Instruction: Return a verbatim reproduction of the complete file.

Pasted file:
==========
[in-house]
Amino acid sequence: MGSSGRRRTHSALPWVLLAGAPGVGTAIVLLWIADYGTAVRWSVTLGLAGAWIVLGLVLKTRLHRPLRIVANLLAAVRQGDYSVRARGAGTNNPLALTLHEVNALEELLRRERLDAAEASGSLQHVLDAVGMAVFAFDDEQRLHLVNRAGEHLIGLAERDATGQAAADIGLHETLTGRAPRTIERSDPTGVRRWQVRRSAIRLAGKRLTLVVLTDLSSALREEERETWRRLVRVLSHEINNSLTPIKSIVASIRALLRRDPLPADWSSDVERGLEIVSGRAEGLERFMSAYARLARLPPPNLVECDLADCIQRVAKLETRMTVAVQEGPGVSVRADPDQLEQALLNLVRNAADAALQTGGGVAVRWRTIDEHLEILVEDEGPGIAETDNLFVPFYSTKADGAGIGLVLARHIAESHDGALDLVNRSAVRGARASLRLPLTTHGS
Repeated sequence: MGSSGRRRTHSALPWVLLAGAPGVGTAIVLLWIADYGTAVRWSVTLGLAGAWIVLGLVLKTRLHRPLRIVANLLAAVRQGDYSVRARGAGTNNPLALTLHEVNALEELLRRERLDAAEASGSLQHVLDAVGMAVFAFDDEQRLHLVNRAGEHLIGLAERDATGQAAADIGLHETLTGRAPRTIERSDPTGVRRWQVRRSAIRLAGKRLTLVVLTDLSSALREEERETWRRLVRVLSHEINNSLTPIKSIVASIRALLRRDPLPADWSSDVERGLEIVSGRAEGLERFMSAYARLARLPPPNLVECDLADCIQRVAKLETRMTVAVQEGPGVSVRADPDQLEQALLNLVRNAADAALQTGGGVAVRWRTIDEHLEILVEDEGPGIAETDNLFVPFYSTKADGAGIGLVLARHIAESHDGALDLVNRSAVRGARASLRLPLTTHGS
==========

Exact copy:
[in-house]
Amino acid sequence: MGSSGRRRTHSALPWVLLAGAPGVGTAIVLLWIADYGTAVRWSVTLGLAGAWIVLGLVLKTRLHRPLRIVANLLAAVRQGDYSVRARGAGTNNPLALTLHEVNALEELLRRERLDAAEASGSLQHVLDAVGMAVFAFDDEQRLHLVNRAGEHLIGLAERDATGQAAADIGLHETLTGRAPRTIERSDPTGVRRWQVRRSAIRLAGKRLTLVVLTDLSSALREEERETWRRLVRVLSHEINNSLTPIKSIVASIRALLRRDPLPADWSSDVERGLEIVSGRAEGLERFMSAYARLARLPPPNLVECDLADCIQRVAKLETRMTVAVQEGPGVSVRADPDQLEQALLNLVRNAADAALQTGGGVAVRWRTIDEHLEILVEDEGPGIAETDNLFVPFYSTKADGAGIGLVLARHIAESHDGALDLVNRSAVRGARASLRLPLTTHGS
Repeated sequence: MGSSGRRRTHSALPWVLLAGAPGVGTAIVLLWIADYGTAVRWSVTLGLAGAWIVLGLVLKTRLHRPLRIVANLLAAVRQGDYSVRARGAGTNNPLALTLHEVNALEELLRRERLDAAEASGSLQHVLDAVGMAVFAFDDEQRLHLVNRAGEHLIGLAERDATGQAAADIGLHETLTGRAPRTIERSDPTGVRRWQVRRSAIRLAGKRLTLVVLTDLSSALREEERETWRRLVRVLSHEINNSLTPIKSIVASIRALLRRDPLPADWSSDVERGLEIVSGRAEGLERFMSAYARLARLPPPNLVECDLADCIQRVAKLETRMTVAVQEGPGVSVRADPDQLEQALLNLVRNAADAALQTGGGVAVRWRTIDEHLEILVEDEGPGIAETDNLFVPFYSTKADGAGIGLVLARHIAESHDGALDLVNRSAVRGARASLRLPLTTHGS